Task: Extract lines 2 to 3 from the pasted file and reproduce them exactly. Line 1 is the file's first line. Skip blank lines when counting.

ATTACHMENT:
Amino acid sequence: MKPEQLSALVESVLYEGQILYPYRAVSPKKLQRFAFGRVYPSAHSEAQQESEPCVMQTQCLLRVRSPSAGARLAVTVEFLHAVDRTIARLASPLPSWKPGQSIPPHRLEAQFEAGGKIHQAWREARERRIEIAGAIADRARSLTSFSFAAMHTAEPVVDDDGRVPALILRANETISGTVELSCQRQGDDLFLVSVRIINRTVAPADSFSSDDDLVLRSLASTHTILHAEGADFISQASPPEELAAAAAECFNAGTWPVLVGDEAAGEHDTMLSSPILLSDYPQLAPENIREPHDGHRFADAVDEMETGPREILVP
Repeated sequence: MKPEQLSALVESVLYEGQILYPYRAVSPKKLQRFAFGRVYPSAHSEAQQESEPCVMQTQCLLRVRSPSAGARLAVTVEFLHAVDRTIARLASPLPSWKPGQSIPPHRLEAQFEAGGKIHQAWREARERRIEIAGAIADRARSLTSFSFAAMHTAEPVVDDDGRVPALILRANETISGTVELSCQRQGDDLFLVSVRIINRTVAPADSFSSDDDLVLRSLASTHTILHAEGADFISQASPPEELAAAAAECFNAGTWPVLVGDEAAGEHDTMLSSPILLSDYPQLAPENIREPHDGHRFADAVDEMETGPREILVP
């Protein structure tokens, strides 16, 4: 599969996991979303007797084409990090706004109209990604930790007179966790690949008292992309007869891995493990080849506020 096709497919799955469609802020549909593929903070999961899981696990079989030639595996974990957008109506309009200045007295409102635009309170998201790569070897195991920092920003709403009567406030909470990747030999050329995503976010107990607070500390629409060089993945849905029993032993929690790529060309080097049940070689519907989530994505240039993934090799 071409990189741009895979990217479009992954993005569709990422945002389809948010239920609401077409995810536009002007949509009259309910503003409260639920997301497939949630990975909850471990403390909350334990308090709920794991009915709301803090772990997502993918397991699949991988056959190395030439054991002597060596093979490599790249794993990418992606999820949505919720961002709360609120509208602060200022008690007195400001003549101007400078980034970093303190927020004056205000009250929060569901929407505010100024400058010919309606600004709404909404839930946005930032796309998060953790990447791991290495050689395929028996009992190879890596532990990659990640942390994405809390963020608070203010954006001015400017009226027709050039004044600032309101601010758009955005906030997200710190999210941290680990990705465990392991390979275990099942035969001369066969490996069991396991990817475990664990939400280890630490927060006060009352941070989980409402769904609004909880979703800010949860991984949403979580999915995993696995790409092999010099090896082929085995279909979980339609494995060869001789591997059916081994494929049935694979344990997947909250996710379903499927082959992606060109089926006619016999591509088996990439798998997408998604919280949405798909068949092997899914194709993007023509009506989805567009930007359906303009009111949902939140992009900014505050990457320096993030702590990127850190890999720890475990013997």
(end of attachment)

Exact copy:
Repeated sequence: MKPEQLSALVESVLYEGQILYPYRAVSPKKLQRFAFGRVYPSAHSEAQQESEPCVMQTQCLLRVRSPSAGARLAVTVEFLHAVDRTIARLASPLPSWKPGQSIPPHRLEAQFEAGGKIHQAWREARERRIEIAGAIADRARSLTSFSFAAMHTAEPVVDDDGRVPALILRANETISGTVELSCQRQGDDLFLVSVRIINRTVAPADSFSSDDDLVLRSLASTHTILHAEGADFISQASPPEELAAAAAECFNAGTWPVLVGDEAAGEHDTMLSSPILLSDYPQLAPENIREPHDGHRFADAVDEMETGPREILVP
């Protein structure tokens, strides 16, 4: 599969996991979303007797084409990090706004109209990604930790007179966790690949008292992309007869891995493990080849506020 096709497919799955469609802020549909593929903070999961899981696990079989030639595996974990957008109506309009200045007295409102635009309170998201790569070897195991920092920003709403009567406030909470990747030999050329995503976010107990607070500390629409060089993945849905029993032993929690790529060309080097049940070689519907989530994505240039993934090799 071409990189741009895979990217479009992954993005569709990422945002389809948010239920609401077409995810536009002007949509009259309910503003409260639920997301497939949630990975909850471990403390909350334990308090709920794991009915709301803090772990997502993918397991699949991988056959190395030439054991002597060596093979490599790249794993990418992606999820949505919720961002709360609120509208602060200022008690007195400001003549101007400078980034970093303190927020004056205000009250929060569901929407505010100024400058010919309606600004709404909404839930946005930032796309998060953790990447791991290495050689395929028996009992190879890596532990990659990640942390994405809390963020608070203010954006001015400017009226027709050039004044600032309101601010758009955005906030997200710190999210941290680990990705465990392991390979275990099942035969001369066969490996069991396991990817475990664990939400280890630490927060006060009352941070989980409402769904609004909880979703800010949860991984949403979580999915995993696995790409092999010099090896082929085995279909979980339609494995060869001789591997059916081994494929049935694979344990997947909250996710379903499927082959992606060109089926006619016999591509088996990439798998997408998604919280949405798909068949092997899914194709993007023509009506989805567009930007359906303009009111949902939140992009900014505050990457320096993030702590990127850190890999720890475990013997």